Designers attending come from all over—not just Austin—including Canada, the Philippines and Egypt. Don’t go alone, take this guide with you to get the most out of your ticket. Tickets for individual runways start at $50 and $135 for the whole weekend.
Here's a breakdown of fashion week.
1:30 p.m. Show
- Anmarie Design
- Brandy Design Studio
- Cognition Apparel
- Loka Haus
- The National Bureau of Product Research
- Phit Clothing
- The Salt Nomad
3:30 p.m. Show
- Korto Momolu
- AL+LU Apparel
- Iris Gil Designs
- Jhay Lawson
- Kneaded Fashion
- Toshimi Pacumbala
- Unlikely Designs
First up in the morning bracket is Anmarie Design, showing a collection that is two years in the making, and Sewreffic will take the stage last with a ready-to-wear collection.
- AJ Designs
- Nine & Beyond
- Onyx d'Or
- SA Studio
- Shahira Lasheen
- Turtle Cay Island Wear
- Yoli & Co.
- Daniel Esquivel
- Any Old Iron
- Art Institute of Austin
- Camille Cannell
- Christina Ward
- Heirlume Couture
- Joseph Ledesma
- Kweens Royal Tees
- Brittany Allen
- Caycee Black
- Bosses in Style
- Chellie Friday
- Hello Kaiya
- Jen Ley Designs
- Vee Rodriguez
- Mysterious by NPN
- Art IV Play
- Diana Boch
- FiFi x Fashion House
Make it work!
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Slang Definition: When you've got the drip or are dripping, it means in slang that your look or style is extremely fashionable or sexy.
Austin FC players may be known for their bright Verde passion and on-field moments, but the club makes sure to keep fans on their toes off the pitch as well.
From McConaughey's Verde suit to Cascante's matchday drip, here's a look inside ATXFC's most fashionable moments:
First home match—Cecilio's cowboy era
Really, it’s perfection. pic.twitter.com/iVRzjdeb4h— Austin FC (@AustinFC) June 20, 2021
After seven weeks away, Austin FC returned to Texas—and Designated Player Cecilio Dominguez made sure to honor that with a rootin' tootin' cowboy look ahead of the club's first-ever home match.
The "Kings of Q2 Stadium" showed out with plenty of their best looks, from Jon Gallagher's sleek all-black ensemble to Stuver's off-white look. But I think we can all agree that Dominguez stole the show with this one.
The legendary Verde suit
Minister of Culture Matthew McConaughey made sure not to be shown up by his Austin FC compadres and christened the pitch with a flashy Verde suit.
The suit that has now gone down in Verde legend was actually custom made over two years ago in England while filming "The Gentlemen."
"I got the swath of the trademark Verde that day," McConaughey said on Twitter Spaces. "I hadn't worn it because I was saving it for that night... and the only thing when I looked at it before I headed out to go to the stadium I was like, 'I hope the damn thing still fits.'"
McConaughey, a part-owner and full supporter of Austin FC who has repped the team on Jimmy Kimmel and several other public appearances, took to the pitch on June 19 with nothing but the suit and a bongo, which he used to rile up the crowd ahead of the first whistle.
Julio Cascante—Best dressed?
And of course, the Verde keeper kit
Yep. It’s here. Go get it‼️😉 pic.twitter.com/1xOXvNEHe2— Q2 Stadium (@Q2Stadium) May 17, 2021
Austin FC keeper Brad Stuver was the only person able to rep the Verde keeper kit for the first few months of the season—but fan Brad Tillery was determined to change that.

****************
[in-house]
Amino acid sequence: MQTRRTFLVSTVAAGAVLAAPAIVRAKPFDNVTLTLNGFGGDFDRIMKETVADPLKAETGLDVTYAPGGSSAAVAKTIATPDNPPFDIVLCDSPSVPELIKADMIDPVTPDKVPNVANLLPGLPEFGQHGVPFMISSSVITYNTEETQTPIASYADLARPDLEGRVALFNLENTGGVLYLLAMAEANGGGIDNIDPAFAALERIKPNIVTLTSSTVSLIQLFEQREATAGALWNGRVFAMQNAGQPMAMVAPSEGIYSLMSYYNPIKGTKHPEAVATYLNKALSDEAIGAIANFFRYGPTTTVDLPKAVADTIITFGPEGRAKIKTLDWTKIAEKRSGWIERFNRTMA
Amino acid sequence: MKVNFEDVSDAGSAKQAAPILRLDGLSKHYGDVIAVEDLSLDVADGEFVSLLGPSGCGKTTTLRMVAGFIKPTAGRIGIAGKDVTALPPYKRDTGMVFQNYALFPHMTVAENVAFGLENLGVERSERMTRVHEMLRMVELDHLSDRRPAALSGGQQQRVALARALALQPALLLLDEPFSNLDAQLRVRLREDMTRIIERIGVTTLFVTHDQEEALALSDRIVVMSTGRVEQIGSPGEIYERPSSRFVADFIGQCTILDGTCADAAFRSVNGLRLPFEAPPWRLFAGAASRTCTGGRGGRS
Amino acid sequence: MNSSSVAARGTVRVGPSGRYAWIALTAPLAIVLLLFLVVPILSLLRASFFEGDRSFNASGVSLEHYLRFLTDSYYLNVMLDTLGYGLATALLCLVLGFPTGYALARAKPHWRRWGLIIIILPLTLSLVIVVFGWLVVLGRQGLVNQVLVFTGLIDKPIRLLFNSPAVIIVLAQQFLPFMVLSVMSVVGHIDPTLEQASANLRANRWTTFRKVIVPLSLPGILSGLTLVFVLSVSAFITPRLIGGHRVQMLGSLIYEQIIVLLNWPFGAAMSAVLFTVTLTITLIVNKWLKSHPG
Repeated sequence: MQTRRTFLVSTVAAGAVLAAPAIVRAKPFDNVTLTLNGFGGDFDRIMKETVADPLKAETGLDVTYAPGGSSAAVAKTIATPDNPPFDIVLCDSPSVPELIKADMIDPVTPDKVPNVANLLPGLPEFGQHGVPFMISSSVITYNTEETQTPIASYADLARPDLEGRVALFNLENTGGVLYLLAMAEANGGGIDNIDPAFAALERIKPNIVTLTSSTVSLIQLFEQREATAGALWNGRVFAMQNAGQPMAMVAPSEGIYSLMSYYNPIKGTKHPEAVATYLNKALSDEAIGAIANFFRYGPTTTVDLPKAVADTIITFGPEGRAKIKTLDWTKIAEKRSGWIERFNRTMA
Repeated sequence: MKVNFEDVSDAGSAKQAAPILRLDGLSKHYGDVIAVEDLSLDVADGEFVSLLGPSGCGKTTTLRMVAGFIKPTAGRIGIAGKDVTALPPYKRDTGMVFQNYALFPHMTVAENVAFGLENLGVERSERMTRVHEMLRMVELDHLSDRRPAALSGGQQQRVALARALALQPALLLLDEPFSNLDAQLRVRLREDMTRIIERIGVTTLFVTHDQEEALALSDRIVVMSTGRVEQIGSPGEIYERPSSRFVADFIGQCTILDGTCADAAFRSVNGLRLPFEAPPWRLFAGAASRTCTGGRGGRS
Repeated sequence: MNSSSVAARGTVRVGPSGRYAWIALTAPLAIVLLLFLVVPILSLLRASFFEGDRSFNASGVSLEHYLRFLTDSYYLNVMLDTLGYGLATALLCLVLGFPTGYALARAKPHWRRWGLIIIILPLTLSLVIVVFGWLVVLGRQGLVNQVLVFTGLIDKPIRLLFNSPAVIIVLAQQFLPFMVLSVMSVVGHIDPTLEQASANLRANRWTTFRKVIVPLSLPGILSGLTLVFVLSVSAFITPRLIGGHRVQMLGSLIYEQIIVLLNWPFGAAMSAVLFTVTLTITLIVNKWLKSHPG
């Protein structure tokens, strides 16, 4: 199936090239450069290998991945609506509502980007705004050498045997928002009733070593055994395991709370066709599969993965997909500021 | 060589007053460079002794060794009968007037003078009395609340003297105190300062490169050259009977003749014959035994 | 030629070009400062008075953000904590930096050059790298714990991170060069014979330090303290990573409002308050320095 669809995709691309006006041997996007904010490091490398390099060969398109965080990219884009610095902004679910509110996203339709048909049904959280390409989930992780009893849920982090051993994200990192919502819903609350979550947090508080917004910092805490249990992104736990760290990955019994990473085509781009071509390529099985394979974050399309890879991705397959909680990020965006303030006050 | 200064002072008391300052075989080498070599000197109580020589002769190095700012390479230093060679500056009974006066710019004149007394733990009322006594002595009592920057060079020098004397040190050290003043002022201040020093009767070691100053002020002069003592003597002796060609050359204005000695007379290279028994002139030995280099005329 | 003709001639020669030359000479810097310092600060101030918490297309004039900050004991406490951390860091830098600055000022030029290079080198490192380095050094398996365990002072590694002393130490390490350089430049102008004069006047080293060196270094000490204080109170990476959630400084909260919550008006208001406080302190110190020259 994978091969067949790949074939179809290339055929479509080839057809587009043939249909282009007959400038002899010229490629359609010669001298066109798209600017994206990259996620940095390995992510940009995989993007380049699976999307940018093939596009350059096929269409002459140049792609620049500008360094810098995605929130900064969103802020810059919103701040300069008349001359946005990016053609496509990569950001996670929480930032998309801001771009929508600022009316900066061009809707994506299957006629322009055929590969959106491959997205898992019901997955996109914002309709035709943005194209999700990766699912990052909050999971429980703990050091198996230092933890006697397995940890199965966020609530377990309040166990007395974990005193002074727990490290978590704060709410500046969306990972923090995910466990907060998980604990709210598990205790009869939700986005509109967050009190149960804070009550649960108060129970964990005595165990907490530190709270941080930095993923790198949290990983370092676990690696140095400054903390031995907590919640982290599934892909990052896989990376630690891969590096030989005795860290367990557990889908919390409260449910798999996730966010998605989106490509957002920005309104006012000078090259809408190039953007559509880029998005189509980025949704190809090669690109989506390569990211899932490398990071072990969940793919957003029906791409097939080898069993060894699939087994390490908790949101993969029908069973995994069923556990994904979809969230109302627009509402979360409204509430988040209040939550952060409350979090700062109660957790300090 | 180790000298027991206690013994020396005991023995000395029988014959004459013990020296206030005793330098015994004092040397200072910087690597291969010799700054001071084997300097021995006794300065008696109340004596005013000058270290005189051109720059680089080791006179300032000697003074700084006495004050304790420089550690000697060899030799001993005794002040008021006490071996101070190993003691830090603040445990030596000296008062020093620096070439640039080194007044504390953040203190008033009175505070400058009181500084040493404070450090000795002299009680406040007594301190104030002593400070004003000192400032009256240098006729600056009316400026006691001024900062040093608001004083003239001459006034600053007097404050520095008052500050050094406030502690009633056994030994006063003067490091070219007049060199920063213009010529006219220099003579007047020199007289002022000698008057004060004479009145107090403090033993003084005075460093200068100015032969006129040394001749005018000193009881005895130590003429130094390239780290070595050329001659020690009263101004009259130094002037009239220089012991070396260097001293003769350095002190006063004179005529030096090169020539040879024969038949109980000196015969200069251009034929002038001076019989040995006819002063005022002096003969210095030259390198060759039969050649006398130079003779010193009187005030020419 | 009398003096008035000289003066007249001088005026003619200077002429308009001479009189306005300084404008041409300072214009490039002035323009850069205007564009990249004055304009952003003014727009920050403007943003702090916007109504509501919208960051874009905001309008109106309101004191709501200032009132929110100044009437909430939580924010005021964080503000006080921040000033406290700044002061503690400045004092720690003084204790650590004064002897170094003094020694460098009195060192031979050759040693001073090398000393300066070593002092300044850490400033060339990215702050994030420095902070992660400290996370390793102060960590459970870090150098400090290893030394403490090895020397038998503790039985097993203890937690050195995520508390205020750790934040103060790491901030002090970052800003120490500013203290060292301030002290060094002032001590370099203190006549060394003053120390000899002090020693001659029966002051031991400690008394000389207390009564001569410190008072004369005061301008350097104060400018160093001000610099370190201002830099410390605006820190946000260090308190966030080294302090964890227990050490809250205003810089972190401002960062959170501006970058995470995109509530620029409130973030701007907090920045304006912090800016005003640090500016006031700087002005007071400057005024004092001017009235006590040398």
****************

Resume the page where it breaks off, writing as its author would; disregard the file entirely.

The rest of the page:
Tillery and his wife, Kerry, began a weeks-long campaign to get the revered light green kit, posting gifs and comedy skits every day for 53 days as their noble quest gained traction among the fanbase.
Tillery exchanged in a joyful yelling match over the Colorado Rapids post-match crowd between Stuver a few weeks into the campaign, so he had an inkling that the duo's quest would prove fruitful. And finally, two days before the official announcement, Austin's drippiest kit arrived in the Tillery mailbox.
Stuver himself let the public know that the kit had reached the Verde store on May 17, and the kit sold out in minutes. Now, light green mixes with the signature YETI jersey across Q2 Stadium stands every match. Job well done.
McConaughey loves Stuver's slicked back hair
Alongside his drippy keeper kit, Stuver has another signature look—his constantly slicked-back hair.
Stuver's hair is so iconic that it got a nod from McConaughey.
"Figured you'd be that tall," McConaughey said as he met Stuver. "Does his hair ever move?"
Stuver won't let anything—even a stray strand of hair—keep him from blocking that Verde goal.
Best fade—Fagundez reps that "LV"
Diego Fagundez is a man for the fans. He's proved it many times before—from repping the "LV" for fan club Los Verdes after Austin FC's first-ever goal on April 24 to literally getting the letters etched into his hair.
Austin's freshest fade ever has to go to Fagundez. He's a guy known for rocking outlandish hairstyles, including colorful Mohawks, but we think his bleach blonde cut takes the cake.
Best dad drip—Matt Besler and Alex Ring
Driussi Dior—best swagger
Honorable mention—Berhalter and Djitte
Austin's other infamous green shirt
Wolff was pointing at his verde shirt as he went around the stadium! pic.twitter.com/eW2l56GvKQ— Aries Silva (@silva_aries) August 22, 2021
While McConaughey immediately saw green for his first Austin FC appearance, it took Head Coach Josh Wolff a few months longer to add some Verde to his matchday wardrobe.
But it was well worth the wait. Wolff cheered alongside his team in a light, minty green number for the first time on August 21—the same day the team dominated the Portland Timbers in a 3-1 home win. He's now rocked it five times and seen a 2-3 record while wearing green (not great, but better than their 8-4-20 record overall.)
It may have been a request months in the making, but Wolff made up for it by gesturing at the shirt with a wide grin after the Portland match.